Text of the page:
If you want to see supersonic formation flying, forget Kalaikunda in West Bengal, where the Indian and American top guns are having mock battles. Go watch the Jonas Hellborg trio instead.
Hellborg, a former member of John Mclaughlin's Mahavishnu Orchestra, is widely regarded as one of the world's wickedest wielders of the electric bass.
On Sunday night, as part of the Seagrams 100 Pipers Legends Live series, the Swedish threesome -- Hellborg, guitarist Mattias IA Eklundh and drummer Niclas Campagnol -- treated Mumbai to two hours of unadulterated adrenalin.
For those expecting a laidback jazz concert, the band's sound a sort of Metallica meets Shakti concoction must have come as a KO punch from the black. But for those acquainted with Hellborg's music, it was proof that the Swedish virtuoso has the uncanny knack of discovering musicians who can blow your brains out.
The trio began with the lilting Aga of the Ladies, from Hellborg's album with kanjira king V Selvaganesh and cult guitar god Shawn Lane -- Good People in Times of Evil. Hellborg-Eklundh-Campagnol also signed off with an impromptu encore a jam that metamorphosed into Jimi Hendrix's Purple Haze.
In between, jaws dropped and shrieks filled the Oberoi-Hilton Hotel's Regal Room as the trio came all instruments blazing at the sparse audience. Eklundh's guitar was reminiscent of rock shredders Joe Satriani and Steve Vai, as he coaxed his guitar's whammy bar to dive bomb, take off, and imitate the sound of traffic. But all his fierce, heavy metal-esque and searing soloing was to meters that were predominantly Indian, progressions that were as cerebral as they were physical.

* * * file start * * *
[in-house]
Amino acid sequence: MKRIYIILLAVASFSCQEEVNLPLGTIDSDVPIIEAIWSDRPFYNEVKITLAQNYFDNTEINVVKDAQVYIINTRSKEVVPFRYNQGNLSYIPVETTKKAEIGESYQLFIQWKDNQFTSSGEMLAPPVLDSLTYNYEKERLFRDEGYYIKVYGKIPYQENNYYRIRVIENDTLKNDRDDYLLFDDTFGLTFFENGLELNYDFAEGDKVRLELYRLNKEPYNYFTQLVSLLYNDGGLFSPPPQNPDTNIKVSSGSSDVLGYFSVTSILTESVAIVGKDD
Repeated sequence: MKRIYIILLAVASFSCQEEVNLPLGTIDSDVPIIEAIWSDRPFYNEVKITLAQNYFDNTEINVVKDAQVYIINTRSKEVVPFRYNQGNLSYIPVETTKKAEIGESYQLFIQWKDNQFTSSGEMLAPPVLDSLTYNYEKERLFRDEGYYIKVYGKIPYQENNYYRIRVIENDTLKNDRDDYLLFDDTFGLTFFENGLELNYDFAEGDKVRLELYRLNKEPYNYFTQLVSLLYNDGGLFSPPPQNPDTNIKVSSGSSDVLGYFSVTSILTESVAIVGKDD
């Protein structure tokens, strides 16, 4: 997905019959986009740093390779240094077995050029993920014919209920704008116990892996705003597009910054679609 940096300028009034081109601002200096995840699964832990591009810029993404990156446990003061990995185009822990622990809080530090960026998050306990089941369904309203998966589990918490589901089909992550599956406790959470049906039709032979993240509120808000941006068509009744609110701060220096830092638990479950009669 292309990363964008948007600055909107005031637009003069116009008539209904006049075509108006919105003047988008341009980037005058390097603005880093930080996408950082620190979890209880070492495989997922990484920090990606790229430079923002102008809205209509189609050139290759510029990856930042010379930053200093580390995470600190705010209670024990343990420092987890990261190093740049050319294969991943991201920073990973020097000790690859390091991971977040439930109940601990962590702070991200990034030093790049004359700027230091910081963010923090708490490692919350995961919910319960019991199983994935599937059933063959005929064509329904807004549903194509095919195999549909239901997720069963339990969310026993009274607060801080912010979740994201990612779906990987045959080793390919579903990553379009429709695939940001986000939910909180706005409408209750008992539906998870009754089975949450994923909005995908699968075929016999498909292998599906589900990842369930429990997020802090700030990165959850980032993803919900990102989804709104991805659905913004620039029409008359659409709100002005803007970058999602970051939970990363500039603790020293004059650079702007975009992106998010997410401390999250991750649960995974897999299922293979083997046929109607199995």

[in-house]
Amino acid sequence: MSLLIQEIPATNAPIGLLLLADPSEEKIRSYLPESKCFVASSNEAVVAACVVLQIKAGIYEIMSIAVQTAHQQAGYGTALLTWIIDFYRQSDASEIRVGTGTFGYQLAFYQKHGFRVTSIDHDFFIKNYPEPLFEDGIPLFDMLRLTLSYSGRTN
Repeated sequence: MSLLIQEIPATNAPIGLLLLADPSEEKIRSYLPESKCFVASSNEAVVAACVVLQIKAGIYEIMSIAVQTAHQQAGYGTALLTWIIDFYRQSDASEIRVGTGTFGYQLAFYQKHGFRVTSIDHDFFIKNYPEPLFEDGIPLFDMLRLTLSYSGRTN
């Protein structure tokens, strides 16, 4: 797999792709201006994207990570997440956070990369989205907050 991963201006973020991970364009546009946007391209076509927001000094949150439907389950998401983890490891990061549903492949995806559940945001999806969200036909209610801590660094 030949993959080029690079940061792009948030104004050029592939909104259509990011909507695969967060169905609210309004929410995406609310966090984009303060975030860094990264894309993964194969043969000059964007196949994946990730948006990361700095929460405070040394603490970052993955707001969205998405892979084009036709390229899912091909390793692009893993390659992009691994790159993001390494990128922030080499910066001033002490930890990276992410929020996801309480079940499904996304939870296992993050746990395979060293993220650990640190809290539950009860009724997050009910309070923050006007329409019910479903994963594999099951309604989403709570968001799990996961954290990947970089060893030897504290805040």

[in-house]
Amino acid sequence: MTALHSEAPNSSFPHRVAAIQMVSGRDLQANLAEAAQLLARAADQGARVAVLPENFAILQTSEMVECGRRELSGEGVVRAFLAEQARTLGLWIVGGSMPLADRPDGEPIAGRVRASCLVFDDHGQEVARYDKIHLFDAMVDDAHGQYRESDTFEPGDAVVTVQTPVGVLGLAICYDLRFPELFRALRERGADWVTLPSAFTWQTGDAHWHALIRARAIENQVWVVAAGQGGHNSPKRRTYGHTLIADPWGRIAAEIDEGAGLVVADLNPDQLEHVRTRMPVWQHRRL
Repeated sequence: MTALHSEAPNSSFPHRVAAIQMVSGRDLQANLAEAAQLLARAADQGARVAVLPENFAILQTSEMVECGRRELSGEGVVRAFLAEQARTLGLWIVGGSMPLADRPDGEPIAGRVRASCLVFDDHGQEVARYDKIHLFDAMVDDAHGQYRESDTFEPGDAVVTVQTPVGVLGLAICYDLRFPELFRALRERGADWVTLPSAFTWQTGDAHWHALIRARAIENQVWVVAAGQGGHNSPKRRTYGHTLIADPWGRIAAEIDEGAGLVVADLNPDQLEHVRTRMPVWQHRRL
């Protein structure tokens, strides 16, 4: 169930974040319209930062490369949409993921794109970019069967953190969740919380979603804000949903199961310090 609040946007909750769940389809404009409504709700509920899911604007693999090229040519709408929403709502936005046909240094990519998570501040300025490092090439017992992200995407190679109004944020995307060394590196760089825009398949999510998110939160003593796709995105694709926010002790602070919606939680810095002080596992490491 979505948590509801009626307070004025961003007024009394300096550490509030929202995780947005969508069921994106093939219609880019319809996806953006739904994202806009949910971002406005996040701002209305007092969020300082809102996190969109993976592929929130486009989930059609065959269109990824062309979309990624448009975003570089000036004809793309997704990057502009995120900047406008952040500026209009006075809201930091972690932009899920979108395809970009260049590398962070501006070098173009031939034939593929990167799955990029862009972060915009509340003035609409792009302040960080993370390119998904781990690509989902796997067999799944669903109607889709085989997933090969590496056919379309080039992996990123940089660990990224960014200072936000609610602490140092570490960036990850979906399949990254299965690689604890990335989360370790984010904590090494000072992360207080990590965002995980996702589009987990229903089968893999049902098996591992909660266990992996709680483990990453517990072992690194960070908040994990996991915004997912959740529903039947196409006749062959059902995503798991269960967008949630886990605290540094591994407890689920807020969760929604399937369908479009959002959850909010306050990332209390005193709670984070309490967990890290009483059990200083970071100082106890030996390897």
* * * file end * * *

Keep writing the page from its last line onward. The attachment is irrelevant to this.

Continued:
"Grab a Seagrams whisky while we play our butts off," he suggested to the audience, a motley mix of page 3 celebrities -- like singers Roopkumar Rathod and Vasundhara Das, bassist Carl Peters, etc -- and average Rahuls.
It was Eklundh's showmanship that added jazz humour to the awe-inspiring music. The longhaired guitar player, in a t-shirt that read 'Break out', was the one who did all the talking. After introducing the rest of the band, he said, "And I am Ravi Shankar," namaste-ing to chuckles. Dressed all in black, Hellborg let his bass do the talking, as he kicked off his shoes literally and cooked the fire beneath Eklundh's sizzle. Most of the compositions were his, and there was no ambiguity about who the band's boss, the brain, was.
In the two solos that Campagnol took, his Latin influences were evident, as he teased the tubs into manic, addictive grooves. And for those of you who missed the phenomenal evening, the trio will be performing in the city again on November 19.